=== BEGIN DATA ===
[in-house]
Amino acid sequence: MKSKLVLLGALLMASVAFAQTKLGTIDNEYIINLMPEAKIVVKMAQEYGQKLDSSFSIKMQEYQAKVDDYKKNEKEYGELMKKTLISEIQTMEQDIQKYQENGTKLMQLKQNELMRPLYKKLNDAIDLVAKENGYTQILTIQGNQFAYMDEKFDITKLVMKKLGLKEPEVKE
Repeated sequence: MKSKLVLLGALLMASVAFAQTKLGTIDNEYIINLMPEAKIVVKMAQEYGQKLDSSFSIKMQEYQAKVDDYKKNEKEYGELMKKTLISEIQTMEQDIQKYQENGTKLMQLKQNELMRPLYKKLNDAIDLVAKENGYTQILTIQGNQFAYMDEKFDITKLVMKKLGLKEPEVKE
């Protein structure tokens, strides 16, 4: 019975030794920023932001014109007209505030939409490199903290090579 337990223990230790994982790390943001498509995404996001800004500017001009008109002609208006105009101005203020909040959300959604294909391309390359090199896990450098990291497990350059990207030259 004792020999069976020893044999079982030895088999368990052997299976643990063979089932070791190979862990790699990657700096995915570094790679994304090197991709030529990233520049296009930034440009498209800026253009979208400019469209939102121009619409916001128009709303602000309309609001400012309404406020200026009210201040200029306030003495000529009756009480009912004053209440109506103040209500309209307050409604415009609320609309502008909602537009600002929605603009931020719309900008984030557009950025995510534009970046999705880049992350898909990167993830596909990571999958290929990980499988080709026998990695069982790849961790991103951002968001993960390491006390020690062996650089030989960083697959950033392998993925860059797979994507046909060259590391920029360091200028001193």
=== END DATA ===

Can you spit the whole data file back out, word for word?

[in-house]
Amino acid sequence: MKSKLVLLGALLMASVAFAQTKLGTIDNEYIINLMPEAKIVVKMAQEYGQKLDSSFSIKMQEYQAKVDDYKKNEKEYGELMKKTLISEIQTMEQDIQKYQENGTKLMQLKQNELMRPLYKKLNDAIDLVAKENGYTQILTIQGNQFAYMDEKFDITKLVMKKLGLKEPEVKE
Repeated sequence: MKSKLVLLGALLMASVAFAQTKLGTIDNEYIINLMPEAKIVVKMAQEYGQKLDSSFSIKMQEYQAKVDDYKKNEKEYGELMKKTLISEIQTMEQDIQKYQENGTKLMQLKQNELMRPLYKKLNDAIDLVAKENGYTQILTIQGNQFAYMDEKFDITKLVMKKLGLKEPEVKE
């Protein structure tokens, strides 16, 4: 019975030794920023932001014109007209505030939409490199903290090579 337990223990230790994982790390943001498509995404996001800004500017001009008109002609208006105009101005203020909040959300959604294909391309390359090199896990450098990291497990350059990207030259 004792020999069976020893044999079982030895088999368990052997299976643990063979089932070791190979862990790699990657700096995915570094790679994304090197991709030529990233520049296009930034440009498209800026253009979208400019469209939102121009619409916001128009709303602000309309609001400012309404406020200026009210201040200029306030003495000529009756009480009912004053209440109506103040209500309209307050409604415009609320609309502008909602537009600002929605603009931020719309900008984030557009950025995510534009970046999705880049992350898909990167993830596909990571999958290929990980499988080709026998990695069982790849961790991103951002968001993960390491006390020690062996650089030989960083697959950033392998993925860059797979994507046909060259590391920029360091200028001193």